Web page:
The number 7 is the most likely number to be rolled using a pair of conventional cubical dice, as noted further above, with the numbers 8 and 9 having probabilities equal to the numbers 5 and 6. The slightly higher probability of rolling the additive total from 7 to 9 inclusive, as opposed to the numbers 4 through 6 inclusive, is realistically represented on the playing field 10 by placing zones 7 through 9 respectively in the left, center, and right areas of the outfield 116. Finally, the odds of rolling double sixes for a total of twelve are the same as those of rolling double ones for a total of two. The relatively small odds (about 2.78%, as noted further above) correspond closely with the actual odds of a batter hitting a home run in an actual baseball game.

Moreover, it will be noted that zone 7 is placed to the left side of the short outfield area, with zones 8 and 9 being placed respectively to the center and right short outfield areas. This is intentional, as most batters are right handed. It is also well known in baseball, that most hitters will tend to “pull” the ball, i. e., hit the ball to same the side of the field as that of the batter's box which they use. In other words, a right handed batter would stand to the left side of home plate 104, in the left side batter's box 132, and would be somewhat more likely to “pull” the ball to the left short infield zone 7 than to the other short infield zones 8 and 9 when hitting. Left handed batters, being in the minority, also tend to “pull” the ball when hit, but such a hit will tend toward the short center or right field zones 8 and 9, with their somewhat lower probability of coming up on the dice.

Thus, it will be seen that the zones 2 through 12 of the playing area 100, and their arrangement from the short infield 102 to the outfield wall 118 and from left to right fields, provide realistic probabilities of a simulated hit to a corresponding one of the zones. The use of conventional cubical dice, along with the specific arrangement of the zones 2 through 12 on the playing area 10, provide such realism within a few percent of the probabilities to be actually encountered in an actual baseball game, thus providing the present simulated game with very accurate realism using only a pair of dice (or electronic random generator means providing probabilities corresponding to those provided by dice), rather than requiring additional equipment.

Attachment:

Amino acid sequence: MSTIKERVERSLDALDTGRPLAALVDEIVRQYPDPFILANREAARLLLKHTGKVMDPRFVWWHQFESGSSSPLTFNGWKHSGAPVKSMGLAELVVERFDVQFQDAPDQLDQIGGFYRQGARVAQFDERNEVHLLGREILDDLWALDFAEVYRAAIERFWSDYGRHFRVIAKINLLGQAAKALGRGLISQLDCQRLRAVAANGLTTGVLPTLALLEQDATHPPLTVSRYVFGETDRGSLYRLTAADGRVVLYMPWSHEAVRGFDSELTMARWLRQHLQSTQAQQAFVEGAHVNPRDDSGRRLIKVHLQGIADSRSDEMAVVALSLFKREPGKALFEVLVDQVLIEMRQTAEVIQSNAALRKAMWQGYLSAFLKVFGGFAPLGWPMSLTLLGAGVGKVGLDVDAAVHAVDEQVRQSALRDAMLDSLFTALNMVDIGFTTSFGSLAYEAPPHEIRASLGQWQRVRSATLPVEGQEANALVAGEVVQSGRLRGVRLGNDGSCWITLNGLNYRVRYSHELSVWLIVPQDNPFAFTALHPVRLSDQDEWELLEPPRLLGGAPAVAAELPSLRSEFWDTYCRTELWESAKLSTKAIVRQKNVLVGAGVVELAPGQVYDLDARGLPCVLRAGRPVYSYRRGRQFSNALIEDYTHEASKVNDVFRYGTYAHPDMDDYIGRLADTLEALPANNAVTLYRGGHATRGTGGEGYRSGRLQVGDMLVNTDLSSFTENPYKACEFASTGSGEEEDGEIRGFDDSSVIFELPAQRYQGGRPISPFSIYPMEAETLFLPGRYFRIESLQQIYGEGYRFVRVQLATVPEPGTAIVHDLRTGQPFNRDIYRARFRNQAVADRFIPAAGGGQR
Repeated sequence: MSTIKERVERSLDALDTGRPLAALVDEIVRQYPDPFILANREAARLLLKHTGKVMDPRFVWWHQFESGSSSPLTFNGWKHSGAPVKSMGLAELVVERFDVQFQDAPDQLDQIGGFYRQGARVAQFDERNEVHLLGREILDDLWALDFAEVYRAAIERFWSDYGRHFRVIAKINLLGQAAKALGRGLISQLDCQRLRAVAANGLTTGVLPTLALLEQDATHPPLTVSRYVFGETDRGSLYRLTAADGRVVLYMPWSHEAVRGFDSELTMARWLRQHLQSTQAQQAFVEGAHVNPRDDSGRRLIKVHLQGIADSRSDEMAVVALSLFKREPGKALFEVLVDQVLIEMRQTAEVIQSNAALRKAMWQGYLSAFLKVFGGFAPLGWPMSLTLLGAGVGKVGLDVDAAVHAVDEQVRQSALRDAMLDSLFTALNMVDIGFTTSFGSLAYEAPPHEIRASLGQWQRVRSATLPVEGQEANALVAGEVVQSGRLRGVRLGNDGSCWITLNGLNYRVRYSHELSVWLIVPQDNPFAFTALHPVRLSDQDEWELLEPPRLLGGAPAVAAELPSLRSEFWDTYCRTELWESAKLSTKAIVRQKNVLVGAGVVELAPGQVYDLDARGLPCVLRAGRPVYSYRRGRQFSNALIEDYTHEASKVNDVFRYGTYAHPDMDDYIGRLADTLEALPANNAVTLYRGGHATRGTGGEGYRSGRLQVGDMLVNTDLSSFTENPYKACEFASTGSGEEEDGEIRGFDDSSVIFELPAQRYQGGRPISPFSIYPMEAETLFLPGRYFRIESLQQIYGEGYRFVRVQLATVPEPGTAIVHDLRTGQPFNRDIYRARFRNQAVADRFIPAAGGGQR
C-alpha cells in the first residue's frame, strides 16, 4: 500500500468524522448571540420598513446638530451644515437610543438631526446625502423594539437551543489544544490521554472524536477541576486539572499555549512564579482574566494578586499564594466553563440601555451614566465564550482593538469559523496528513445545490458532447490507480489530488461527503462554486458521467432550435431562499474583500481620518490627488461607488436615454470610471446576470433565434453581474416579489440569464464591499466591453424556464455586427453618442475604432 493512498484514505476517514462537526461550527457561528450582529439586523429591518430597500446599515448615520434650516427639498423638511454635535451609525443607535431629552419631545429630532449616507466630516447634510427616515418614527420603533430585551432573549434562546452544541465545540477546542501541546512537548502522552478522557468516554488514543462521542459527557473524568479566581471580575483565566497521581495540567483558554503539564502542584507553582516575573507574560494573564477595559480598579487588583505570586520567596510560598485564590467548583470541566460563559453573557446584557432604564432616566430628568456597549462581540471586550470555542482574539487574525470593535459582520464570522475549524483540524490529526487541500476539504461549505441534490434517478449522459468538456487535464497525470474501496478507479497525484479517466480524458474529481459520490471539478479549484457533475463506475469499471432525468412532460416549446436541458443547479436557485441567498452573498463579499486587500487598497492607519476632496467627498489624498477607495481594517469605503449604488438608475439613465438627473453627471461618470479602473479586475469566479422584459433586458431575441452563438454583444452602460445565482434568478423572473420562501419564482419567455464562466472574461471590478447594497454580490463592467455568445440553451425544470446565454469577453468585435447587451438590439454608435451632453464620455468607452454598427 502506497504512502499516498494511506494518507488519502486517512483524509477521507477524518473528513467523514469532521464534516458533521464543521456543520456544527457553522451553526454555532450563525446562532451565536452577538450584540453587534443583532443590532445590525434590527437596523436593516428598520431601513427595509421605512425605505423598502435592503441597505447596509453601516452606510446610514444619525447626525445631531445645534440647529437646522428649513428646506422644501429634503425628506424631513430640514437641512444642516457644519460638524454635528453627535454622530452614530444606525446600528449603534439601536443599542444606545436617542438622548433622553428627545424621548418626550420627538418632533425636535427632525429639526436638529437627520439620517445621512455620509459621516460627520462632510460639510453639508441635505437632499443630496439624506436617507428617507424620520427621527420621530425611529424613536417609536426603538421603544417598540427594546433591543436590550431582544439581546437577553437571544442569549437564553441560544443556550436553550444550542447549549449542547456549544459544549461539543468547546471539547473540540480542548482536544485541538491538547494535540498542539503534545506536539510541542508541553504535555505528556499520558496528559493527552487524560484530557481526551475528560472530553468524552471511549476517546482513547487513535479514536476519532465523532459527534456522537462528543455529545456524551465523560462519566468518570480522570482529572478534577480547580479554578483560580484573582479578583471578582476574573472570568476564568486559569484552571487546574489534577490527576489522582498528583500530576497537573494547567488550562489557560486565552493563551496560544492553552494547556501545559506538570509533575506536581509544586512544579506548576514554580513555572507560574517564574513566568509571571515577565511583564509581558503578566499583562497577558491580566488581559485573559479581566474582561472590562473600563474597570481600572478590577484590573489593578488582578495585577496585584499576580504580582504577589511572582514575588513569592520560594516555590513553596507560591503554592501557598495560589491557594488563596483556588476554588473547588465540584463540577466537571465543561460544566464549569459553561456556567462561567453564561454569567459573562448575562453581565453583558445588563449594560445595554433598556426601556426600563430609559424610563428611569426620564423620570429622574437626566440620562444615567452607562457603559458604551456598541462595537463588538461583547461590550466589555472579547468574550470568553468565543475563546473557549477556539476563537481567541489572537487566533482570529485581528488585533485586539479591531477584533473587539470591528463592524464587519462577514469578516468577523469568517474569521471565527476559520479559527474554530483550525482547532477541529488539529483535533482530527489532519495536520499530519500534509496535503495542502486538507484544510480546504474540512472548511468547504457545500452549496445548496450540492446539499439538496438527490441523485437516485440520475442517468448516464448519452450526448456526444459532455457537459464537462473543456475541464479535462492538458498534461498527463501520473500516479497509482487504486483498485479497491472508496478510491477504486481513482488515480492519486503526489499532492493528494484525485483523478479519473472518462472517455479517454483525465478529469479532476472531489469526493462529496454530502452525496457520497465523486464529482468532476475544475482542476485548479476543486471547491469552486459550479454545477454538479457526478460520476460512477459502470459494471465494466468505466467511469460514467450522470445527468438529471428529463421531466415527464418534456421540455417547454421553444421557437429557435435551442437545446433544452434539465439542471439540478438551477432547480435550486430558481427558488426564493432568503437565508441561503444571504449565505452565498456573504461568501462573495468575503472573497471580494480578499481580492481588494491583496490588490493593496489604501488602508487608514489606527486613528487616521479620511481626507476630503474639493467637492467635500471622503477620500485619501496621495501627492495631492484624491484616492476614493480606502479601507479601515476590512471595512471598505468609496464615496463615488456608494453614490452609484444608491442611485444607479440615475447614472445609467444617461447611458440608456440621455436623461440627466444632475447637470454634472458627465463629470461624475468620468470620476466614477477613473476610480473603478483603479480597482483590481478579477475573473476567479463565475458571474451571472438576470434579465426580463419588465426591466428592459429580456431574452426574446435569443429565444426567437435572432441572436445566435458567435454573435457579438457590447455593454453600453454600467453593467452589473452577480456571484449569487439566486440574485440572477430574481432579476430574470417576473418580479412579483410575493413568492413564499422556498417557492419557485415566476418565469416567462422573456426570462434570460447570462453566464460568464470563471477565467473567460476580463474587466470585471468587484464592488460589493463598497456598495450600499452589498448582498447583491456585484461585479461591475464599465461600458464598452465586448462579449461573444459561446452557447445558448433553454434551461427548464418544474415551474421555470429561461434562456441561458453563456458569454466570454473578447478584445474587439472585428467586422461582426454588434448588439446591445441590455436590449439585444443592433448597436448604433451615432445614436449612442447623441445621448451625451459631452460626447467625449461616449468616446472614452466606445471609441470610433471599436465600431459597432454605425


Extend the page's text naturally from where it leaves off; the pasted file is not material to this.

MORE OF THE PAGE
FIG. 2 illustrates two exemplary player position markers, respectively 146 and 148, for use in the play of the present game to mark the positions of simulated base runners along the base path 106 of the field 100. Preferably, a series of several such markers 146 and 148 is provided for each player or team (home and visitor), with the two types of markers 146 and 148 being distinguished from one another in some manner (e. g., the darker shading or stippling of the second marker 148, etc.) in order to identify the respective team or simulated baseball game player to which they belong. Each marker 146 and 148 is preferably configured to look like a base runner in a baseball game, and includes a pin or peg 150 extending from the lower portion thereof. These pins 150 are inserted into a corresponding socket 152 in a base 108 through 112 of the playing area 100, to indicate any simulated players on base.

FIG. 3 illustrates exemplary first and second status and score markers or indicators, respectively 154 and 156, for removable installation in the scoreboard and status board areas 120 through 130 of the playing field or board 100. As in the manner of the player position markers 146 and 148, these score and status indicators 154 and 156 may be shaded somewhat differently from one another in order to make clear which team or “side” is at bat or on offense at any given point in the game. The indicators 154 and 156 may also include pins or pegs 158 extending therefrom, for removable insertion into corresponding sockets 160 formed in appropriate areas of the status and scoreboards 120 through 130. It will be seen that additional status indicators and corresponding sockets 160 (not shown) may be provided as desired to show additional status points of the game, e. g., top or bottom of the inning, etc. In a like manner, additional sockets 152 (not shown) may be provided along the base path 106 for players to indicate a long lead, as in a steal or hit and run attempt, or for other areas of the field 100, such as the infield and outfield zones 4 through 11, etc., as desired.